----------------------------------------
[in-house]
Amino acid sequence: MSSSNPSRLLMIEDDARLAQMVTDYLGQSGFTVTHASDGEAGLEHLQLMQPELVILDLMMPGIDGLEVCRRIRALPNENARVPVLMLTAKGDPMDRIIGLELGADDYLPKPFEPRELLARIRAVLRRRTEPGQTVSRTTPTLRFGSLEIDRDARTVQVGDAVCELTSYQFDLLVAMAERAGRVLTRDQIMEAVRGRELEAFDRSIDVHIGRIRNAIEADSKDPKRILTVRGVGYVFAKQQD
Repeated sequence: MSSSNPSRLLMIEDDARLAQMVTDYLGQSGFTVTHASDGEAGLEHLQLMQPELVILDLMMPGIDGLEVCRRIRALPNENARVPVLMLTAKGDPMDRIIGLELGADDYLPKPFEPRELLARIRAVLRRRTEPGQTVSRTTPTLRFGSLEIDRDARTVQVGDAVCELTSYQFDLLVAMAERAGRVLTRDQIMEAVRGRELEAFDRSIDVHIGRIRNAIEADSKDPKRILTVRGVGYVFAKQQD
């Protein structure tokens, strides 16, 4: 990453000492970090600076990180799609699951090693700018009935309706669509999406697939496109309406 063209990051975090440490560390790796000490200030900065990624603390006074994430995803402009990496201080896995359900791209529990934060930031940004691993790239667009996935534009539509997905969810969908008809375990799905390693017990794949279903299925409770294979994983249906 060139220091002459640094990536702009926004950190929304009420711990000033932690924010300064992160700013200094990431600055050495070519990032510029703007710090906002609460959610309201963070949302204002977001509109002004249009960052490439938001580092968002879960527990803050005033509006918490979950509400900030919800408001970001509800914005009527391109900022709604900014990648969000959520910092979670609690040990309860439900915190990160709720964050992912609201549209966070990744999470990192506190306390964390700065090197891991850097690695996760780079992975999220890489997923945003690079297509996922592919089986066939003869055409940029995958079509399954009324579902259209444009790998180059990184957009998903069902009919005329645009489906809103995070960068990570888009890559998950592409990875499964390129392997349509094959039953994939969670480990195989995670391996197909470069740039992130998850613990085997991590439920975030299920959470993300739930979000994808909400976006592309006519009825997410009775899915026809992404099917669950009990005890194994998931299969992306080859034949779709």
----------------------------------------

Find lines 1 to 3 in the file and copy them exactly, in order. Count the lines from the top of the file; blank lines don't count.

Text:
[in-house]
Amino acid sequence: MSSSNPSRLLMIEDDARLAQMVTDYLGQSGFTVTHASDGEAGLEHLQLMQPELVILDLMMPGIDGLEVCRRIRALPNENARVPVLMLTAKGDPMDRIIGLELGADDYLPKPFEPRELLARIRAVLRRRTEPGQTVSRTTPTLRFGSLEIDRDARTVQVGDAVCELTSYQFDLLVAMAERAGRVLTRDQIMEAVRGRELEAFDRSIDVHIGRIRNAIEADSKDPKRILTVRGVGYVFAKQQD
Repeated sequence: MSSSNPSRLLMIEDDARLAQMVTDYLGQSGFTVTHASDGEAGLEHLQLMQPELVILDLMMPGIDGLEVCRRIRALPNENARVPVLMLTAKGDPMDRIIGLELGADDYLPKPFEPRELLARIRAVLRRRTEPGQTVSRTTPTLRFGSLEIDRDARTVQVGDAVCELTSYQFDLLVAMAERAGRVLTRDQIMEAVRGRELEAFDRSIDVHIGRIRNAIEADSKDPKRILTVRGVGYVFAKQQD